};

        /// <summary>
        /// Initializes a new instance of the <see cref="XhtmlConformance"/> class.
        /// </summary>
        public XhtmlConformance() : base() { }

        /// <summary>
        /// Gets the modifications to apply to the web.config.
        /// </summary>
        /// <returns></returns>
        /// <value>The modifications.</value>
        protected override SPWebConfigModification[] GetModifications(){
            return (SPWebConfigModification[])modifications.Clone();
        }
    }
}

 

//-----------------------------------------------------------------------
// <copyright file="DebugSwitch.cs" company="motion10">
//     Copyright (c) motion10. All rights reserved.
// </copyright>
//-----------------------------------------------------------------------

using System.Security.Permissions;
using Microsoft.SharePoint.Administration;
using Microsoft.SharePoint.Security;

namespace Motion10.SharePoint2007 {
    /// <summary>
    /// The DebugSwitch class is the Feature Reciever for the motion10 Debug Switch feature
    /// </summary>
    [SharePointPermission(SecurityAction.LinkDemand, ObjectModel = true)]
    [SharePointPermission(SecurityAction.InheritanceDemand, ObjectModel = true)]
    public class DebugSwitch : WebConfigModificationFeatureReceiver {
        private static SPWebConfigModification[] modifications = {
                    new SPWebConfigModification("CallStack", "configuration/SharePoint/SafeMode")
                        { Owner = "motion10DebugSwitch", Sequence = 0, Type = SPWebConfigModification.SPWebConfigModificationType.EnsureAttribute, Value = "true" },
                    new SPWebConfigModification("mode", "configuration/system.web/customErrors")
                        { Owner = "motion10DebugSwitch", Sequence = 0, Type = SPWebConfigModification.SPWebConfigModificationType.EnsureAttribute, Value = "Off" },
                    new SPWebConfigModification("debug", "configuration/system.web/compilation")
                        { Owner = "motion10DebugSwitch", Sequence = 0, Type = SPWebConfigModification.SPWebConfigModificationType.EnsureAttribute, Value = "true" }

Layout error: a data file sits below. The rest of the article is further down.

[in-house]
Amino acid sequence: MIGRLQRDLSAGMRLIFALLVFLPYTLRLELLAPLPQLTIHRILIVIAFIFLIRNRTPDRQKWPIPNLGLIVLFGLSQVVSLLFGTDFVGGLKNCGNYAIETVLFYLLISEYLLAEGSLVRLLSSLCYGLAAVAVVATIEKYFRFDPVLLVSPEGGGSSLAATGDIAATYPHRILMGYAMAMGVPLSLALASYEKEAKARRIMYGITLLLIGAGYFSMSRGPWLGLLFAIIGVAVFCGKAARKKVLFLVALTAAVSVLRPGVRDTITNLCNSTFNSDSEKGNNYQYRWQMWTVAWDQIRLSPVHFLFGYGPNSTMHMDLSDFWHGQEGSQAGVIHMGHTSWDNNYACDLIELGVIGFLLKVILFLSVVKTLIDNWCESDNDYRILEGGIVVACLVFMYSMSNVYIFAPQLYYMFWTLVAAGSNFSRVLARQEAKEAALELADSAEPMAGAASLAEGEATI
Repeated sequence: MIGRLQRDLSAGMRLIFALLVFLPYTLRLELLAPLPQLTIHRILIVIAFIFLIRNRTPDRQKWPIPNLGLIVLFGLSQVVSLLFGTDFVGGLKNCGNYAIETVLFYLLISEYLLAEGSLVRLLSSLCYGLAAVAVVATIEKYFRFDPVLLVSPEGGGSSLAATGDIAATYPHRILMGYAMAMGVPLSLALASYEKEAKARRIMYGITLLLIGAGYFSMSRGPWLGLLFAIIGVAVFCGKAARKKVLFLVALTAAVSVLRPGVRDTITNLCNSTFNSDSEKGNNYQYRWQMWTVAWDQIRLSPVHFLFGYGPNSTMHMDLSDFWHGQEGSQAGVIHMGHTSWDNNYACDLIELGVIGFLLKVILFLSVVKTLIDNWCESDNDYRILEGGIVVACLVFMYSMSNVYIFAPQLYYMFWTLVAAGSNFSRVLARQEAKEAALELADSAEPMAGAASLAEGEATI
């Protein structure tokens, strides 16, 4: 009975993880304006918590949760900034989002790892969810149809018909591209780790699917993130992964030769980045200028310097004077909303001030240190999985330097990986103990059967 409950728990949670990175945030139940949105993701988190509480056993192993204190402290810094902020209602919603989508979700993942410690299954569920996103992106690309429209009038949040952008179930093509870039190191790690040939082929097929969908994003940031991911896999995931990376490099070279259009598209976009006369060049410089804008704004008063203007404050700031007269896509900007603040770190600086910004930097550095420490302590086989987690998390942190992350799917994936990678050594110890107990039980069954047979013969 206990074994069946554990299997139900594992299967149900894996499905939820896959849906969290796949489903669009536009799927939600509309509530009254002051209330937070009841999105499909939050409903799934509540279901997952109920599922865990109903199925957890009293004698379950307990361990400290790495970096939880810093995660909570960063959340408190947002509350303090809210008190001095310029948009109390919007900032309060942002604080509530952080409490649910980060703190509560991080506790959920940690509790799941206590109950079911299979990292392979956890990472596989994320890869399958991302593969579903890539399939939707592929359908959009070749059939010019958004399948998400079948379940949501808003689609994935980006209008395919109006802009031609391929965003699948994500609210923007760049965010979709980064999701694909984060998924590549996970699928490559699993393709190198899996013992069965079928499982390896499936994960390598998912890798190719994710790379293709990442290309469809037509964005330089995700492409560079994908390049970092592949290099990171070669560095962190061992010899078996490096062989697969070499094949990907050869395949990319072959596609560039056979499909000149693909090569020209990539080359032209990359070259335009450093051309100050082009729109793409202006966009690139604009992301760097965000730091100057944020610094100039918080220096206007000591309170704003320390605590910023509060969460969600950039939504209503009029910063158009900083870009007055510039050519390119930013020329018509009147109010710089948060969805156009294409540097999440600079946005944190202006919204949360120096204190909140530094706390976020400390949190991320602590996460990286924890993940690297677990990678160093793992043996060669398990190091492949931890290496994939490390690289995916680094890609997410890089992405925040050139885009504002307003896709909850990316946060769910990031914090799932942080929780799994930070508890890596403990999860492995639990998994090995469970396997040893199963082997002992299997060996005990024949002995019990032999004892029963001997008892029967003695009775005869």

};

        /// <summary>
        /// Initializes a new instance of the <see cref="DebugSwitch"/> class.
        /// </summary>
        public DebugSwitch() : base() { }

        /// <summary>
        /// Gets the modifications to apply to the web.config.
        /// </summary>
        /// <returns></returns>
        /// <value>The modifications.</value>
        protected override SPWebConfigModification[] GetModifications() {
            return (SPWebConfigModification[])modifications.Clone();
        }
    }
}

Feature.xml

With our classes ready we need to create two feature.xml files. Both are not to difficult. They need an Id, Title, Description and the RecieverAssembly and RecieverClass.

<?xml version="1.0" encoding="utf-8"?>
<Feature  Id="8404bc89-27c0-487f-9346-58f9e68a7d82"
          Title="motion10 strict xHtmlConformance"
          Description="By activating the motion10 strict xHtmlConformance feature the web.config will be changed in order for the asp.net controls to render valid xHtml to the clients."
          Version="12.0.0.0"
          Hidden="FALSE"
          Scope="WebApplication"
          DefaultResourceFile="core"
          ReceiverAssembly="SharePointSolutionPack, Version=1.0.0.0, Culture=neutral, PublicKeyToken=4a7cd02bdf107f7a"
          ReceiverClass="Motion10.SharePoint2007.XhtmlConformance"
          Creator="Wesley Bakker"
          ImageUrl="motion10/FeaturesIcon.png"
          ImageUrlAltText="http://www.motion10.com"
          xmlns="http://schemas.microsoft.com/sharepoint/">
  <ElementManifests />
</Feature>

 

<?xml version="1.0" encoding="utf-8"?>
<Feature  Id="d728e7a5-a794-4f3b-9664-8d96dfccfff2"
          Title="motion10 Debug Switch"
          Description="Activate this feature to make the necessary changes to the web.config to enable debugging. Deactivate this feature to revert the changed web.config settings to the state they were at activation."
          Version="12.0.0.0"
          Hidden="FALSE"
          Scope="WebApplication"
          DefaultResourceFile="core"
          ReceiverAssembly="SharePointSolutionPack, Version=1.0.0.0, Culture=neutral, PublicKeyToken=4a7cd02bdf107f7a"
          ReceiverClass="Motion10.SharePoint2007.DebugSwitch"
          Creator="Wesley Bakker"
          ImageUrl="motion10/FeaturesIcon.png"
          ImageUrlAltText="http://www.motion10.com"
          xmlns="http://schemas.microsoft.com/sharepoint/">
  <ElementManifests />
</Feature>

Conclusion

It's not that hard to modify the web.config of your SharePoint application. Especially with the given abstract base class, you guys should be able to create some new feautures yourselfs. Let me know if you can think of something.

I'm experimenting with my blog. In this article I've insert all the code in-line instead of making it available as a download. I think it's a little bit long to read in this way but it enables you to see what I'm talking about right away. What do you think? Is this better or worse? Please leave me a comment on this.

Cheers,

Wes

Posted: Jan 21 2009, 05:33 PM by webbes | with 22 comment(s)
Filed under: ,